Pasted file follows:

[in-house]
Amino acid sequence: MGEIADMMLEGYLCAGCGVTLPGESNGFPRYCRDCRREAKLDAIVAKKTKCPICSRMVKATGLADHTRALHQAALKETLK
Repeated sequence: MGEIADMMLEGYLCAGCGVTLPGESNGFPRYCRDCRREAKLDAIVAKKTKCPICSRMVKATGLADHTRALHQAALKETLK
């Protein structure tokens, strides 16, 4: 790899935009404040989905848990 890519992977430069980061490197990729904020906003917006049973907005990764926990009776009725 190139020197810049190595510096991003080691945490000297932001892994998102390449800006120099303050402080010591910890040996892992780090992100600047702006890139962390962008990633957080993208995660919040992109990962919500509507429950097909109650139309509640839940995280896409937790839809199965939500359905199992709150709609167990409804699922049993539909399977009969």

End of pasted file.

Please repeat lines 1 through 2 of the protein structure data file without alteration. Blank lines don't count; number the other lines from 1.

[in-house]
Amino acid sequence: MGEIADMMLEGYLCAGCGVTLPGESNGFPRYCRDCRREAKLDAIVAKKTKCPICSRMVKATGLADHTRALHQAALKETLK